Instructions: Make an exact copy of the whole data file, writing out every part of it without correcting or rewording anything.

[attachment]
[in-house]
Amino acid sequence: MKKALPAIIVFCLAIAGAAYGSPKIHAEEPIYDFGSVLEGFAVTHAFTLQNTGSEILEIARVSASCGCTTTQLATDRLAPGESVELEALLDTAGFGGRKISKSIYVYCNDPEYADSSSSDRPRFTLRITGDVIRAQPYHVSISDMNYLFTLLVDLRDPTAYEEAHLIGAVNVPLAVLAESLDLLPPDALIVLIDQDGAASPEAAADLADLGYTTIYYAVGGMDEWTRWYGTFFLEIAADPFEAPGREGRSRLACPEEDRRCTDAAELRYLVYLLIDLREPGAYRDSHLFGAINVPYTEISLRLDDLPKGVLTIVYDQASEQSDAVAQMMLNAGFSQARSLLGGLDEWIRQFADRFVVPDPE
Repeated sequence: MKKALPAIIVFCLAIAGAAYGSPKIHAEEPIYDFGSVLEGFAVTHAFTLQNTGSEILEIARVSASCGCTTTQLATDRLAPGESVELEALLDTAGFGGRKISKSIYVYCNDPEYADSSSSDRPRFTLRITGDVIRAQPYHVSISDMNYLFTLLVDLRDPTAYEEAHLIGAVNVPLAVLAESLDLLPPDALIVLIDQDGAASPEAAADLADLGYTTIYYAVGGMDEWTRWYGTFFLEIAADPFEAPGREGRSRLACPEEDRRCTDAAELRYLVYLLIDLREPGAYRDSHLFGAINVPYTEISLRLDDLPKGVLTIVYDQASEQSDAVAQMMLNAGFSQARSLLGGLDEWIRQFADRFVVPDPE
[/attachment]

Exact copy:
[in-house]
Amino acid sequence: MKKALPAIIVFCLAIAGAAYGSPKIHAEEPIYDFGSVLEGFAVTHAFTLQNTGSEILEIARVSASCGCTTTQLATDRLAPGESVELEALLDTAGFGGRKISKSIYVYCNDPEYADSSSSDRPRFTLRITGDVIRAQPYHVSISDMNYLFTLLVDLRDPTAYEEAHLIGAVNVPLAVLAESLDLLPPDALIVLIDQDGAASPEAAADLADLGYTTIYYAVGGMDEWTRWYGTFFLEIAADPFEAPGREGRSRLACPEEDRRCTDAAELRYLVYLLIDLREPGAYRDSHLFGAINVPYTEISLRLDDLPKGVLTIVYDQASEQSDAVAQMMLNAGFSQARSLLGGLDEWIRQFADRFVVPDPE
Repeated sequence: MKKALPAIIVFCLAIAGAAYGSPKIHAEEPIYDFGSVLEGFAVTHAFTLQNTGSEILEIARVSASCGCTTTQLATDRLAPGESVELEALLDTAGFGGRKISKSIYVYCNDPEYADSSSSDRPRFTLRITGDVIRAQPYHVSISDMNYLFTLLVDLRDPTAYEEAHLIGAVNVPLAVLAESLDLLPPDALIVLIDQDGAASPEAAADLADLGYTTIYYAVGGMDEWTRWYGTFFLEIAADPFEAPGREGRSRLACPEEDRRCTDAAELRYLVYLLIDLREPGAYRDSHLFGAINVPYTEISLRLDDLPKGVLTIVYDQASEQSDAVAQMMLNAGFSQARSLLGGLDEWIRQFADRFVVPDPE